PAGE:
Trail running: what should I eat before a race?
Who hasn’t experienced niggling digestive problems before a race or cravings as they push themselves to perform? Diet is as important as training, particularly as race day approaches. Let’s focus on what to eat on the eve of a trail run and on the day itself.
A trail run is not to be taken lightly. Unlike a road race or sports in general, it’s a discipline with a reputation for being physically punishing. It takes a different type of energy intake to cope with the gradient that comes with the natural and mountainous surroundings. You need to adapt your diet in a way that enables you to respond to these demands without running the risk of digestive problems that will hamper your performance. It can be difficult to strike the right balance, yet it’s best to stick with simple meals that you have already tried and tested. It’s not the moment to experiment with a new type of food that your body isn’t familiar with.
Things to consider
Diet varies from one individual to another, but it also depends of the type of race you have to run. The build of the runner, the distance, the in-race nutrition plan, the weather… All of these will influence your choice of diet. The advice in this post is general and should be adapted to meet the demands of what actually awaits you. It’s clear that a 30k and an 80k race won’t need the same energy input.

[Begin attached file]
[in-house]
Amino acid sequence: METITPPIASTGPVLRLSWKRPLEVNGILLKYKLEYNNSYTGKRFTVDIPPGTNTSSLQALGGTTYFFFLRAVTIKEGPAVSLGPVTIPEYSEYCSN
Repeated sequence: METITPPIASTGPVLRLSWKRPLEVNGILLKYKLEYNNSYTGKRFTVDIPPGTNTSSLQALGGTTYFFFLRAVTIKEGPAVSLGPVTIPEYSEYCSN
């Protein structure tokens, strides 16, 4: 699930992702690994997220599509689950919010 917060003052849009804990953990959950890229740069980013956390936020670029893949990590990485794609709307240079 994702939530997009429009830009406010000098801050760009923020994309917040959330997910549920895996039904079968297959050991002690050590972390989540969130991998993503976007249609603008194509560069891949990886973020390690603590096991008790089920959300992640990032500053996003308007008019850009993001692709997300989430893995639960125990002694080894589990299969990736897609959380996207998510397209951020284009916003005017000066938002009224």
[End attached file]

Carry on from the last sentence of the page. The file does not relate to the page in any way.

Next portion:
The day before the run
Eating starchy foods is important as this will build up the store of energy that you can tap into the following day. At the same time, it’s important not to eat too much. Pasta will be your best ally accompanied by white meat and a few cooked vegetables (tiny portions as they are rich in fibre). The vegetables should be peeled and without seeds. The perfect way to round off the meal is with a home-made compote (stewed fruit) without sugar or a plain fromage blanc (soft cheese) dessert.
The day of the run
Your last meal before the start is very important. Race-day stress can mean that your digestive system plays tricks on you. As a result, you need to eat 3 to 4 hours before the start to ensure that your body is not using energy to digest as you set off. Eat light. Choose ingredients that are easy to digest. Avoid foods rich in fibre, in sugar and in fat. Opt for lean meat, rice, cooked vegetables, a compote (stewed fruit) and a plain yoghourt.
Don’t forget that all-important corner stone of your diet : hydration. Drinking water, particularly in the days leading up to a race, will help you avoid cramp or the sudden onset of fatigue and create optimum conditions for your muscles to perform. With these general tips, you should be ready to perform free from digestive problems on the day of the race. What happens next is up to you!